So, to get the answer to this question we need to explain it in detail to you

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    The Anxiety Disorder Spectrum

    Anxiety in itself is not bad. Normal levels of anxiety lie on one end of a spectrum and may present as low levels of fear or apprehension, mild sensations of muscle tightness and sweating, or doubts about your ability to complete a task. Importantly, symptoms of normal anxiety do not negatively interfere with daily functioning. They may actually improve your attention and problem-solving, motivate you to work harder toward a goal, or warn you about a potential threat. For example, anxiety about an upcoming exam will likely drive you to prepare fully, and the anxiety a hiker might experience when encountering a bear allows the hiker to run away to safety. These examples demonstrate how normal levels of anxiety can be adaptive and helpful to your everyday life.

    Clinical levels of anxiety fall toward the other end of the spectrum. Diagnosable anxiety disorders occur when anxiety levels rise enough to rapidly decrease performance and cause impairment.

    How would you know if you have crossed over into the zone of a full-blown anxiety disorder? Anxiety disorders are characterized by severe, persistent worry that is excessive for the situation, and extreme avoidance of anxiety-provoking situations. These symptoms cause distress, impair daily functioning, and occur for a significant period. For instance, a person who needs to stay home from work several days in a row due to panic attacks is likely suffering from an anxiety disorder.

    What Is Almost Anxious And How Can You Handle It

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    As anxiety moves along the spectrum from normal to clinical, a gray area in the middle may still have a negative impact on your life: the almost anxious region. When the level of anxiety you experience is no longer adaptive or helpful to your performance and becomes a barrier to your enjoyment of life, but does not yet meet the diagnostic threshold for an anxiety disorder, you are almost anxious. You might find yourself struggling to focus your attention on tasks, distracted by negative thoughts, fear, or unpleasant body sensations. For example, someone who is almost anxious may sit at their desk all day, making minimal progress on an assignment due to constant worries and tightness in the stomach. While anxiety did not make it impossible to come to work, the level of anxiety experienced is making it hard to function. Using this concept of almost anxious can help you catch anxiety before it becomes too extreme, and target it using evidence-based strategies that help move anxiety back along the spectrum to an adaptive level.

    When you find yourself feeling too anxious, try evidence-based techniques highlighted in the book Almost Anxious to bring your anxiety levels back to normal. Here are a few tools to try:

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    Treatment Of Anxiety Disorders

    The two main treatments for anxiety are psychotherapy and medication, and many people benefit from a combination of the two.

    • Psychotherapy: Talk therapy is effective in helping people identify, process, and cope with their triggers of anxiety. Cognitive Behavioral Therapy is a highly effective, short-term treatment that helps people learn specific skills to target their specific triggers.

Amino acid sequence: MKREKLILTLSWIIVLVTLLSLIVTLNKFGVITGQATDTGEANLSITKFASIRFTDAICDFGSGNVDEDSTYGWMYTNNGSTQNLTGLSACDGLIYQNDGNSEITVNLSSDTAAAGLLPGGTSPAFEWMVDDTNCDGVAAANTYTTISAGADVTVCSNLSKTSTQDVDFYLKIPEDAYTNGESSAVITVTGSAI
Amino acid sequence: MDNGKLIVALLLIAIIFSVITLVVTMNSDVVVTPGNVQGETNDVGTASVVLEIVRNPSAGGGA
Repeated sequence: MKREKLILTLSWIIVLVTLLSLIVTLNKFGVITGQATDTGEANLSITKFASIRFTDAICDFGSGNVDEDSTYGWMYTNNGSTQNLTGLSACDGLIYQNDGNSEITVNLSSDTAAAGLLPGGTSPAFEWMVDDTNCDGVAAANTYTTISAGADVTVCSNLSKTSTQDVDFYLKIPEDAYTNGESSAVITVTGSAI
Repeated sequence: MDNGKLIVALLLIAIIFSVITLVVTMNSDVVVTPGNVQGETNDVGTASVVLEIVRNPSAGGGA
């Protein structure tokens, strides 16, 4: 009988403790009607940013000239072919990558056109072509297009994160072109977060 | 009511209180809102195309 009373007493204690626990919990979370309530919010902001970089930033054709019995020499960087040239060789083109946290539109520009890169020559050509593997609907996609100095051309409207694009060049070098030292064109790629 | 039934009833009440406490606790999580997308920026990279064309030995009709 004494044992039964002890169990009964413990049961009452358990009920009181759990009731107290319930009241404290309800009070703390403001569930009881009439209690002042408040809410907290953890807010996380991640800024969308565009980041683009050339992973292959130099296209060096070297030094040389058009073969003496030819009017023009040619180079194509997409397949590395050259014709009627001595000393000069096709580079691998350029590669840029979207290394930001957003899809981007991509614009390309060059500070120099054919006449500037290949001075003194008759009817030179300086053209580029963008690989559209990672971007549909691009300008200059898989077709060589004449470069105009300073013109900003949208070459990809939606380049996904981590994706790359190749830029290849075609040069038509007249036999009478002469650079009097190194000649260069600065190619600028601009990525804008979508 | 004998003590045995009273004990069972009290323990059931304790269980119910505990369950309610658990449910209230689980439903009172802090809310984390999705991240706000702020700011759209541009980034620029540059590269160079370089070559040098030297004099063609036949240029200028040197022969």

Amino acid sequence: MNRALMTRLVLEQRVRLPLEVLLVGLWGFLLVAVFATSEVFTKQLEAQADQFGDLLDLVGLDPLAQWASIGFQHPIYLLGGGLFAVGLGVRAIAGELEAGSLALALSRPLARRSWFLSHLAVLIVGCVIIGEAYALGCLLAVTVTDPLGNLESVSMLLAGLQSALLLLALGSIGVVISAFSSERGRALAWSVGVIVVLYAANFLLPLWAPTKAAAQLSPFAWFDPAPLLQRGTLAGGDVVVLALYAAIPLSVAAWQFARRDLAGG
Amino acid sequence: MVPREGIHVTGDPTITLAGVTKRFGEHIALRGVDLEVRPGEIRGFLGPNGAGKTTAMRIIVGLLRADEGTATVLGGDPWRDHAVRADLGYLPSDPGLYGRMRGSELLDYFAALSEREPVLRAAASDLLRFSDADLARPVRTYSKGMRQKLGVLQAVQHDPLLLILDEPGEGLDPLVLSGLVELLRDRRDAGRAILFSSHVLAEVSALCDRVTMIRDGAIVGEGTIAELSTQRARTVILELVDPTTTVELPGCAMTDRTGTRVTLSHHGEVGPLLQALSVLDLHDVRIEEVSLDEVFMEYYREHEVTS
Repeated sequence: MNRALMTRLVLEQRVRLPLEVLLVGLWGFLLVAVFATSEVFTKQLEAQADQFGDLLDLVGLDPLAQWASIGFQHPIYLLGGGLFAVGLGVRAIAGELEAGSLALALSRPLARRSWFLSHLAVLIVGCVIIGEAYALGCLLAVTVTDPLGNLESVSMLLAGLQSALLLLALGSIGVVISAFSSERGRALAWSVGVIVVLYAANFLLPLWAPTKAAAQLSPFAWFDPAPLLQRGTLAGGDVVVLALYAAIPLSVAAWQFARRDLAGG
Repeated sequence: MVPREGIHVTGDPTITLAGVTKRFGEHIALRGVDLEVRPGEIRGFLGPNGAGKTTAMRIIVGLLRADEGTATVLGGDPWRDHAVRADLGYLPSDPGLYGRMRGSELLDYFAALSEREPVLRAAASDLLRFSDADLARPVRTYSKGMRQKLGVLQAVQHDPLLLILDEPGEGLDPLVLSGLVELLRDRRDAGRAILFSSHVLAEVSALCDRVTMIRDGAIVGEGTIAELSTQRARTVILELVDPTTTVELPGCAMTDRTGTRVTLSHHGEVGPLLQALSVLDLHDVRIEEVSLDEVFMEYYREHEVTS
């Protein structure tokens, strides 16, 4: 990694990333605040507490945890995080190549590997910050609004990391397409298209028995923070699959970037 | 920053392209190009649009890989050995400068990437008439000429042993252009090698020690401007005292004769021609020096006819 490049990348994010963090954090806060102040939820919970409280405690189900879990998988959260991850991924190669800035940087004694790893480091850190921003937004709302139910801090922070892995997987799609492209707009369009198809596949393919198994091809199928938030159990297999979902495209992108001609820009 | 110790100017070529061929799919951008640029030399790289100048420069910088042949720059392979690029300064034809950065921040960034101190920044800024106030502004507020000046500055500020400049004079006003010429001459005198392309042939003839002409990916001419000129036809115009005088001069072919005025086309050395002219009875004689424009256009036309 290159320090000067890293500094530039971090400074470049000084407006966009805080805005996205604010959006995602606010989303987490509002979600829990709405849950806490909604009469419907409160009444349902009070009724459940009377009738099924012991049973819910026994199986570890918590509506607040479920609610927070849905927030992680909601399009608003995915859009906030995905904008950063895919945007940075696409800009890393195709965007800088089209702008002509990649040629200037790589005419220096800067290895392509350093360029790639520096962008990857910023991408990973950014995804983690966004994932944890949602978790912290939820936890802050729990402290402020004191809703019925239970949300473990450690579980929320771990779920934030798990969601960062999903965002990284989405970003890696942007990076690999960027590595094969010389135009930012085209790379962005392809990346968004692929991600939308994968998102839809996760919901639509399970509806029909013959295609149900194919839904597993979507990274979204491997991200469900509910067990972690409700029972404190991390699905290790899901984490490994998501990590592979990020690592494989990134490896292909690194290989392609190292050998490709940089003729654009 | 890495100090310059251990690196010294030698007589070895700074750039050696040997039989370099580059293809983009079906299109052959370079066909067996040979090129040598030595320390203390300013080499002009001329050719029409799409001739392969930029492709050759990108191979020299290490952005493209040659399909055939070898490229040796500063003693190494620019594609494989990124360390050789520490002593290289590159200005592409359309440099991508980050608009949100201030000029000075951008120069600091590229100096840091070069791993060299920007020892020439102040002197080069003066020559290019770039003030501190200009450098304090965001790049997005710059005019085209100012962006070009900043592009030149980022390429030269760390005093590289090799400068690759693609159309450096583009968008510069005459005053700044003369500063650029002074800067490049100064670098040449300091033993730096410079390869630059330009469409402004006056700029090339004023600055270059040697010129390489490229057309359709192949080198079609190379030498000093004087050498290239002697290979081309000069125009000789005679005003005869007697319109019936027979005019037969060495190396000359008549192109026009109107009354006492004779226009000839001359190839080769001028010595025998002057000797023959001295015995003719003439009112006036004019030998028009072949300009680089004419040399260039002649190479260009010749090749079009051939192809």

• Medication: Antidepressants generally have some mild side effects but help alleviate some symptoms of anxiety. Antidepressants can be used for an extended period of time. Buspirone is an anti-anxiety medication that can also be used on an ongoing basis. Benzodiazepines can be used on a limited basis to mitigate anxiety symptoms, but they can be habit-forming. All medications should be thoroughly discussed with your healthcare provider. Any side effects should be reported immediately. Never discontinue the use of these medications without supervision from your healthcare provider.
    • Lifestyle changes: There are several changes you can make at home before you try medications. Daily exercise, good sleep hygiene, healthy eating, and avoiding caffeine and alcohol are all home remedies that can decrease symptoms of anxiety.
  • American Psychiatric Association, Diagnostic and Statistical Manual of Mental Disorders, Fifth Edition, American Psychiatric Publishing, Washington, D.C., 2013: Pages 222-226.
  • The Difference Between Anxiety And Excitement

    Tim JP Collins, the host of The Anxiety Podcast, says via email that Physiologically anxiety and excitement are very similar. The difference is in our interpretation. If we were stepping onto a sports field for the game of our lives and the crowd was roaring and music playing, that feeling would be invaluable. Enhanced vision, hearing, extra adrenaline for increased performance. It’s exactly what you need at that moment. Listen to the sports star being interviewed after his debut game: ‘So were you nervous? No, I was just super excited, couldn’t wait to get out there and help my team.'”

    In my opinion, anxiety is a negative experience and excitement is a positive experience. The difference is all in how you use it. Unfortunately, its much easier said than done. When I have a panic attack, it is impossible to think rationally.

    To turn things around, its important to have tools available at your disposal.